Human Anesthesia - Other Side of Consciousness

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Anesthesia as part of the human consciosness and its main role in healing

Transcript of Human Anesthesia - Other Side of Consciousness

  • Anesthesia - the "other side" of consciousness

    (The following excerpted from "Greatest Inventions of the past 2000 years" edited by John Brockman, Simon and Schuster)

    Have you ever had surgery? If so, either a) part of your body was temporarily "deadened" by "local" anesthesia, or b) you "went to sleep" with general anesthesia. Can you imagine having surgery, or needing surgery, or even possibly needing surgery without the prospect of anesthesia? And beyond the agony-sparing factor is an extra added feature Eunderstanding the mechanism of anesthesia is our best path to understanding consciousness.

    Anesthesia grew from humble beginnings. Inca shamans performing trephinations (drilling holes in patients' skulls to let out evil humors) chewed coca leaves and spat into the wound, effecting local anesthesia. The systemic effects of cocaine were studied by Sigmund Freud, but cocaine's use as a local anesthetic in surgery is credited to Austrian ophthalmologist Karl Koller who in 1884 used liquid cocaine to temporarily numb the eye. Since then dozens of local anesthetic compounds have been developed and utilized in liquid solution to temporarily block nerve conduction from peripheral nerves and/or spinal cord. The local anesthetic molecules bind specifically on sodium channel proteins in axonal membranes of neurons near the injection site, with essentially no effects on the brain.

    On the other hand general anesthetic molecules are gases which do act on the brain in a remarkable fashion Ethe phenomenon of consciousness is erased completely while other brain activities continue.

    General anesthesia by inhalation developed in the 1840's, involving two gases used previously as intoxicants. Soporific effects of diethyl ether ("sweet vitriol") had been known since the 14th century, and nitrous oxide ("laughing gas") was synthesized by Joseph Priestley in 1772. In 1842 Crawford Long, a Georgia physician with apparent personal knowledge of "ether frolics" successfully administered diethyl ether to James W. Venable for removal of a neck tumor. However Long's success was not widely recognized, and it fell to dentist Horace Wells to publicly demonstrate the use of inhaled nitrous oxide for tooth extraction at the Massachusetts General Hospital in 1844. Although Wells had apparently used the technique previously with complete success, during the public demonstration the gas-containing bag was removed too soon and the patient cried out in pain. Wells was denounced as a fake, however two years later in 1846 another dentist William T.G. Morton returned to the "Mass General" and successfully used diethyl ether on patient William Abbott. Morton used the term "letheon" for his then-secret gas, but was persuaded by Boston physician/anatomist Oliver Wendell Holmes (fatherof the Supreme Court Justice) to use the term anesthesia.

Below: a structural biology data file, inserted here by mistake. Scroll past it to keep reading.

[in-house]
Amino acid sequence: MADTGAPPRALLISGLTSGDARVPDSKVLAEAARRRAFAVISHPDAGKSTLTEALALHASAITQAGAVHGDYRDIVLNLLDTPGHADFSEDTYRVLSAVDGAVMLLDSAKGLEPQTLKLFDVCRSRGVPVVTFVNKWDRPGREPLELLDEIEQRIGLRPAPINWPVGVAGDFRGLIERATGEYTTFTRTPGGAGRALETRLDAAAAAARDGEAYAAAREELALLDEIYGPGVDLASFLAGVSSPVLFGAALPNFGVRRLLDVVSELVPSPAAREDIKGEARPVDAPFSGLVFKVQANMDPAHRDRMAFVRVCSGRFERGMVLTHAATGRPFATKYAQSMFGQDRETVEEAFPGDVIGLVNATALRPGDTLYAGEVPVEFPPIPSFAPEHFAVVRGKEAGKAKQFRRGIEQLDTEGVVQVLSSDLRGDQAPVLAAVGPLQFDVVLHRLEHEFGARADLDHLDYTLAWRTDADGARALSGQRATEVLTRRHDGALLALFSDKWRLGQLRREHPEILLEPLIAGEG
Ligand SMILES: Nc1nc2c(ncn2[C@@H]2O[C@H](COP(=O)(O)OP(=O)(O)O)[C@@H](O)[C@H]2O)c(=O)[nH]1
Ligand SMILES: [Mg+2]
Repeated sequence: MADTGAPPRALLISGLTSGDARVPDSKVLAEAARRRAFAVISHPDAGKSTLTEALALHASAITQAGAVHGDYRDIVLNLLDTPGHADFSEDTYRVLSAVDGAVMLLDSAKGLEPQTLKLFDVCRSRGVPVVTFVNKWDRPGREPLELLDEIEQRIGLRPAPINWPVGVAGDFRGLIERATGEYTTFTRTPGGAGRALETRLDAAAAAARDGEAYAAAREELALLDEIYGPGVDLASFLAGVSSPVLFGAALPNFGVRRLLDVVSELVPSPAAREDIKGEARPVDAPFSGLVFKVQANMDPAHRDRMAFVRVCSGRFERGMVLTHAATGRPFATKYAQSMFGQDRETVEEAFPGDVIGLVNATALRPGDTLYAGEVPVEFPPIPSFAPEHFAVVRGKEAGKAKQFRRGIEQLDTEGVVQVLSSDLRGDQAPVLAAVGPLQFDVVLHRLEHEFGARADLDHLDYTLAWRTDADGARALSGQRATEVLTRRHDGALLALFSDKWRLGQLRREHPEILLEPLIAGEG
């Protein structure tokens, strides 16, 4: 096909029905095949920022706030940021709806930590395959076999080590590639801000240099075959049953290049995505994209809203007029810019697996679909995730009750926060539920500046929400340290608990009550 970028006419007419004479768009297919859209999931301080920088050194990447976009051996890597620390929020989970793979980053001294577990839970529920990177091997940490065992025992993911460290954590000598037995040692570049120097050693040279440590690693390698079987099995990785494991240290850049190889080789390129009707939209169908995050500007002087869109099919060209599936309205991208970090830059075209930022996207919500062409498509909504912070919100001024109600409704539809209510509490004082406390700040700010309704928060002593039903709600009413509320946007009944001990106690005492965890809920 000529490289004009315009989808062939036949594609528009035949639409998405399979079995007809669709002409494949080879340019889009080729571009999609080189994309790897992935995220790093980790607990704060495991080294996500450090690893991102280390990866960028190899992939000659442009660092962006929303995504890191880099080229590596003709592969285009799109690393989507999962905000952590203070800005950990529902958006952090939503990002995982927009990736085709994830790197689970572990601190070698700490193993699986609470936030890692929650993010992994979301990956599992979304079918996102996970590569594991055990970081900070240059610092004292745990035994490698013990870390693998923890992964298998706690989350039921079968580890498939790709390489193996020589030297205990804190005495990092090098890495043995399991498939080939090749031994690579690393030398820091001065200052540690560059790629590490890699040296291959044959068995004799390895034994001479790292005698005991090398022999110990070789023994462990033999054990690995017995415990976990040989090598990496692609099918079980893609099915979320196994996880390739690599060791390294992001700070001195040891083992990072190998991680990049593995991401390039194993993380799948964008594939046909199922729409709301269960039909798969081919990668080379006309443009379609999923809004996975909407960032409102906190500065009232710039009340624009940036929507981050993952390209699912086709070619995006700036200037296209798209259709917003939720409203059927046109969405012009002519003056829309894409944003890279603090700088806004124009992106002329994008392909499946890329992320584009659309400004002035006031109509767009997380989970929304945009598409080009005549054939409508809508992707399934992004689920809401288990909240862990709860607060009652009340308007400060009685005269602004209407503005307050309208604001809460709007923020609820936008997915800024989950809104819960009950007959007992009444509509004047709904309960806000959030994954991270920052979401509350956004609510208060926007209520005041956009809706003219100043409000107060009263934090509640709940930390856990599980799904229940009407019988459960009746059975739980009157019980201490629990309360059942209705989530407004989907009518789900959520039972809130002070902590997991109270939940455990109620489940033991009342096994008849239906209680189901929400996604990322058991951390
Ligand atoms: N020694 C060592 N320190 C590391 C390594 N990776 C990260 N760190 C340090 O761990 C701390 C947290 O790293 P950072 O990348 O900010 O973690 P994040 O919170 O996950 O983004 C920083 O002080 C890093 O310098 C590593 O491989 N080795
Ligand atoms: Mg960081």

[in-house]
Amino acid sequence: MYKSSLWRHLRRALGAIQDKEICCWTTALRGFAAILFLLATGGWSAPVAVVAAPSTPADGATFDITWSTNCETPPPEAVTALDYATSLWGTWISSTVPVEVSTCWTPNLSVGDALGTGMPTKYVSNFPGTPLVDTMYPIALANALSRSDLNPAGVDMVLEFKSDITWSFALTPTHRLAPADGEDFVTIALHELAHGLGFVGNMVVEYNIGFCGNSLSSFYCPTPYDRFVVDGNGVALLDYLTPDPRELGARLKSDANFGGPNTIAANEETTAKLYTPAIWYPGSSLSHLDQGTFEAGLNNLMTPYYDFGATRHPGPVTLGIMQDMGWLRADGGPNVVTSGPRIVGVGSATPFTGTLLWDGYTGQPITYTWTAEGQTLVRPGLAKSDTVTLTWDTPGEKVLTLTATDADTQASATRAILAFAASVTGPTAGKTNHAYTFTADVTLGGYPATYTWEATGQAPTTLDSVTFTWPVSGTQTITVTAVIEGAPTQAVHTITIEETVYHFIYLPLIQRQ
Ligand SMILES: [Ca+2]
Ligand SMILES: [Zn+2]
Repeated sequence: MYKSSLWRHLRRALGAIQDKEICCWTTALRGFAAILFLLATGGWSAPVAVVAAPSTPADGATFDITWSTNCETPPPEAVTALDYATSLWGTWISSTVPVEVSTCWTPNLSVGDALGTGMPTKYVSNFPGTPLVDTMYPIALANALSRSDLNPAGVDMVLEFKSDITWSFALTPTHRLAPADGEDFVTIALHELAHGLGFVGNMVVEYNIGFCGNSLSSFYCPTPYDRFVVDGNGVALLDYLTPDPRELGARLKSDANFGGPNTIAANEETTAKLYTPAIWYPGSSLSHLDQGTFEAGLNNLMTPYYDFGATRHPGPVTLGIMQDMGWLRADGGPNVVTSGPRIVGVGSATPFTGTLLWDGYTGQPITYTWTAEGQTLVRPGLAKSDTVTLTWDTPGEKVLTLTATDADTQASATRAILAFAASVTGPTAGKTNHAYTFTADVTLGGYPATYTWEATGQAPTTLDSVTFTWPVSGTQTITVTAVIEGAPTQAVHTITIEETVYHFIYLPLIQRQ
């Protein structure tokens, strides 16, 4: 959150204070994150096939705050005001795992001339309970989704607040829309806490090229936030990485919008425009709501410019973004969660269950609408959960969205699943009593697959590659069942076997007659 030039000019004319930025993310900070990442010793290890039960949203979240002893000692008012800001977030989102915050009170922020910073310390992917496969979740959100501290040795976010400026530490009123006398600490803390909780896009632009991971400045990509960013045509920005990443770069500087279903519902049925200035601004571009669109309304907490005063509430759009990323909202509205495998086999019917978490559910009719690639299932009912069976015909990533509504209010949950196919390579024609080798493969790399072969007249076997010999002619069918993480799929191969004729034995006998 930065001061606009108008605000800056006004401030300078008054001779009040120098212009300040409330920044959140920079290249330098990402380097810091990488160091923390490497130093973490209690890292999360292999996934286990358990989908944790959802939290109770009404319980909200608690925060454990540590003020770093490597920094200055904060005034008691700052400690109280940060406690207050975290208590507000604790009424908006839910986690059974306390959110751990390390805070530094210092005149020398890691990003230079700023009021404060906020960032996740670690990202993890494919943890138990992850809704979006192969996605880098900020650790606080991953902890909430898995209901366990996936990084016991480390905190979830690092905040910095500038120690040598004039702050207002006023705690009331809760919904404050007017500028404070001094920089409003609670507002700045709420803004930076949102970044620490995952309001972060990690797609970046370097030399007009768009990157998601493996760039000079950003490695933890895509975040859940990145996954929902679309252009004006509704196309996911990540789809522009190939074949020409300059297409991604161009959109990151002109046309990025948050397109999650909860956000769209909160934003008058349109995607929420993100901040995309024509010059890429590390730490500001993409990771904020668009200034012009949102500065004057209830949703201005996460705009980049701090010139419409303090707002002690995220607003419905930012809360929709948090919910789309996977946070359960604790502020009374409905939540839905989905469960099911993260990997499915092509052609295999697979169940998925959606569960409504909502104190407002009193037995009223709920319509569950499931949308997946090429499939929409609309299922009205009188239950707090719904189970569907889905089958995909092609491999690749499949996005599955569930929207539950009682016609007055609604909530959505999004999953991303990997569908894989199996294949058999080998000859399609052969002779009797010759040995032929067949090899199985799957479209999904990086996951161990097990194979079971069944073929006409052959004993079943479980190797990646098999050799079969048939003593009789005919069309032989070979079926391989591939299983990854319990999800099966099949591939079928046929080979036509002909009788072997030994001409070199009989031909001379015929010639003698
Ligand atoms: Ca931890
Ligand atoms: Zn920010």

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  • Figure 1. William T.G. Morton administering anesthesia to William Abbott at Massachussetts General Hospital in 1846.

    Although its use became increasingly popular, general anesthesia remained an inexact art with frequent deaths due to overdose and effects on breathing until after World War II. Hard lessons were learned following the attack on Pearl Harbor Eanesthetic doses easily tolerated by healthy patients had tragic consequences on those in shock due to blood loss. Advent of the endotracheal tube (allowing easy inhalation/exhalation and protection of the lungs from stomach contents), anesthesia gas machines, safer anesthetic drugs and direct monitoring of heart, lungs, kidneys and other organ systems have made modern anesthesia extremely safe. However one mystery remains. Exactly how do anesthetic gases work? The answer may well illuminate the grand mystery of consciousness.

    The following is a commentary on two papers by E.Roy John in an upcoming issue of Consciousness and Cognition

    Anesthesia: the other sideEof consciousness

    (Commentary on the papers of E. Roy John and colleagues)

    Stuart Hameroff

    Departments of Anesthesiology and Psychology, Center for Consciousness Studies

    The University of Arizona

    & Starlab NV, Brussels, Belgium

    I. Monitoring depth of anesthesia

    The two papers by E. Roy John and colleagues in this issue illustrate that general anesthesia is a direct avenue toward understanding not only the neural correlate, but also the molecular mechanisms of consciousness. Unlike normal sleep, anesthetized patients generally are insensitive to stimuli of any